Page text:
In a major breakthrough in electric-car charging technology, a 450 kW ultra-fast charging station has been launched in Germany recently, where electric cars can get fully charged in just 15 minutes, less than half of existing time, or obtain power for 100-kilometer driving with three-minute charging.
The cutting-edge charging station has been rolled out under the FastCharge program, which was initiated in July 2016, with government subsidy of 7.8 million euros and participated by Siemens, BMW, Porsche, system operator Allego GmbH and charging-technology firm Phoenix Contact.
The charging station, located in Jettingen-Scheppach of Bavaria, services electric cars with 400 or 800-voltage battery and CCS (combined charging system)-type 2 interface, with charging capacity three to nine times existing stations. The service is free of charge for now.
In testing, a BMW i3 electric car with 57 kWH battery was charged with power 80% of capacity, up from 10%, within 15 minutes, while a Porsche with 90 kWh battery obtained power for 100-kilometer driving after three minutes of charging.
The station offers high-voltage power supply system and cooling-type high-power charging cables, capable of handling up to 920-voltage power, preventing overheating during the charging process.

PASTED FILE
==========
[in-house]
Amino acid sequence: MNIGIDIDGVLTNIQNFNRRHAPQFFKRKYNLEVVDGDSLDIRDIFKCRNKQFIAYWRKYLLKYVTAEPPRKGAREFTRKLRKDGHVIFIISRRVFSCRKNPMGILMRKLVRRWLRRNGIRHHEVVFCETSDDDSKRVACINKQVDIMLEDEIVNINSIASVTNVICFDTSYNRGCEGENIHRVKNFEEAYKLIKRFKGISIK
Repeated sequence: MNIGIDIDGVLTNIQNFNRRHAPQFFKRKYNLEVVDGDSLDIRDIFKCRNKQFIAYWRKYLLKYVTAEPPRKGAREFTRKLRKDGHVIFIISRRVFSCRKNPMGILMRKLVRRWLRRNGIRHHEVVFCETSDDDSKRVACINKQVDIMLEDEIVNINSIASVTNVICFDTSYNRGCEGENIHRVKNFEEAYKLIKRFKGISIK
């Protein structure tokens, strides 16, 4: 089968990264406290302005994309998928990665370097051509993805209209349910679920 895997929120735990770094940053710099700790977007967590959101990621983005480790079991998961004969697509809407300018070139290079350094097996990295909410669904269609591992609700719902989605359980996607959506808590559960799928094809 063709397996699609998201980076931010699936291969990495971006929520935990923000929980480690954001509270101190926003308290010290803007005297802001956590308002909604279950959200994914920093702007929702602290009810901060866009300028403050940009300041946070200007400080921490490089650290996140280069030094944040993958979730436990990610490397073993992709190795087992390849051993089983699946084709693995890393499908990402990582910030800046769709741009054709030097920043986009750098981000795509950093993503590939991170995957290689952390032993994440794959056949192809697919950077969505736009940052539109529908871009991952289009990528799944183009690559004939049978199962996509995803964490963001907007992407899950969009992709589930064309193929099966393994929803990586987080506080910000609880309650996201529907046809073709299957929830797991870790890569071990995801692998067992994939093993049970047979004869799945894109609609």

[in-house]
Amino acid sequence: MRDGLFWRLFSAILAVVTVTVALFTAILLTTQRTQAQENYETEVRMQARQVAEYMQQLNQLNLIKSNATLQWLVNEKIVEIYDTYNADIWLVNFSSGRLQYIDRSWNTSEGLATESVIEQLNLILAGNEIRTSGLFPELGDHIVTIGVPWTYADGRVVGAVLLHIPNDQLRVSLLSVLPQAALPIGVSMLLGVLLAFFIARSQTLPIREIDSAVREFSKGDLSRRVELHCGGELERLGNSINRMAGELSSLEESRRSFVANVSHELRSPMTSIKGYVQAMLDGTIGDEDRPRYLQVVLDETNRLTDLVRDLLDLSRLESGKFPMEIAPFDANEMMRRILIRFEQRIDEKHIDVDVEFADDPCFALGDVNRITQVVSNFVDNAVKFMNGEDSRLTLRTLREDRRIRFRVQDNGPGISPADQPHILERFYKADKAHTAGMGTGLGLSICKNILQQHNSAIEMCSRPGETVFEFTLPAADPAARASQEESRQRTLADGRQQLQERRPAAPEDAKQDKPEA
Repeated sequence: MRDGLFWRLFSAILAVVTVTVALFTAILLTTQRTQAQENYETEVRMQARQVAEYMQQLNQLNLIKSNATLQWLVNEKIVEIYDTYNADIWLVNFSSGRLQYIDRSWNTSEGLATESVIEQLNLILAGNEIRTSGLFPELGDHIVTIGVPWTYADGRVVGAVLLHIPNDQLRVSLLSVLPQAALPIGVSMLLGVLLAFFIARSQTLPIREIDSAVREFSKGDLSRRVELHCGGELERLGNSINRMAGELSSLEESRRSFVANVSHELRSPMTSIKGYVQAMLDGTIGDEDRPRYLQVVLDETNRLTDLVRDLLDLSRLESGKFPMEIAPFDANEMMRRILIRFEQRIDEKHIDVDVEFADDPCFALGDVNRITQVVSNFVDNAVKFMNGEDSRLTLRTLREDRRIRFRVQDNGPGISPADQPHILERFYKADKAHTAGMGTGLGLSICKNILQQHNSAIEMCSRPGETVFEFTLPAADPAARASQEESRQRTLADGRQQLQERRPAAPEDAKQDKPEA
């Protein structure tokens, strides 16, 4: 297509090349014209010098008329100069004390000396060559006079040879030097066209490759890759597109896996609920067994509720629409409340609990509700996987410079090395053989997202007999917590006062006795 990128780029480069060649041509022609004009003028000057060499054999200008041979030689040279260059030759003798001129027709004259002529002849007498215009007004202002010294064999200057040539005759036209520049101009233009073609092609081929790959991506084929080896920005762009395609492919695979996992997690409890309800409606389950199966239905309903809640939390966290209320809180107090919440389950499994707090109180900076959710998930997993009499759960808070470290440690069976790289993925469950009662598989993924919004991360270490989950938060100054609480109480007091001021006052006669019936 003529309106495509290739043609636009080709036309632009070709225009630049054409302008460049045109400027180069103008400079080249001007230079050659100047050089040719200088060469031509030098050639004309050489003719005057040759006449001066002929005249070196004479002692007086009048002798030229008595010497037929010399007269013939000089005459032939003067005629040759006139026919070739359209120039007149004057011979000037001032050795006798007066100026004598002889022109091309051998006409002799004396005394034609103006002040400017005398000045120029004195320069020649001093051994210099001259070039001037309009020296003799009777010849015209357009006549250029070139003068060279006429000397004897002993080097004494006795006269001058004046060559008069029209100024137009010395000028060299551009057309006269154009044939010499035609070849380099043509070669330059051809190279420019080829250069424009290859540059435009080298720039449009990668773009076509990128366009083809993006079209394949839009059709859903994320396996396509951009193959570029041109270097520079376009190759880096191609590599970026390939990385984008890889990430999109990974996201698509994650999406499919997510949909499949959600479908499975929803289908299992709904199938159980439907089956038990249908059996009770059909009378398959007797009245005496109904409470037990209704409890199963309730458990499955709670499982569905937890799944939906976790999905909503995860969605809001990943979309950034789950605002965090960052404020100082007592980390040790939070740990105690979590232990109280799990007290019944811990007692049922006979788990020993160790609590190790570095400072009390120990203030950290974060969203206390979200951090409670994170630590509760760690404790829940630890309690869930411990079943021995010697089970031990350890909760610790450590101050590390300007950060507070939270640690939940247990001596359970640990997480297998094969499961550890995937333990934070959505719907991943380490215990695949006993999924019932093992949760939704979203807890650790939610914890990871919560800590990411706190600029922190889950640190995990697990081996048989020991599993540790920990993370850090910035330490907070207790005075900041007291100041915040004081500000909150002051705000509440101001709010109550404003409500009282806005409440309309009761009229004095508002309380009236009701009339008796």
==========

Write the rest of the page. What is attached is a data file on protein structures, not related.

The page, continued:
The technology will alleviate disadvantage of electric cars in power charging, compared with traditional fossil-fuel cars which need only three to five minutes for filling their oil tanks. A Tesla car will need 60 minutes for full charging at a 120 kW charging station.
Strenuous effort has been made in recent years, in order to shorten charging time and increase cruising range. Multinational ABB, for instance, launched charging system "Terra High Power," where eight-minute charging can provide electric cars power for 200-kilometer driving. Israeli startup StoreDot has unveiled a fast-charging battery, which can gain power for 480-kilometer driving with five-minute charging.
There may be some side effect for fast charging, however. Keith Pullen, professor in urban energy system at the University of London, points out that fast charging could lower charging efficiency and damage battery. In addition, charging stations will entail extra power demand on grid, as a 20-charging device station will need 6 MW power, according to Pullen.
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(Photo courtesy of Porsche, written by Daisy Chuang)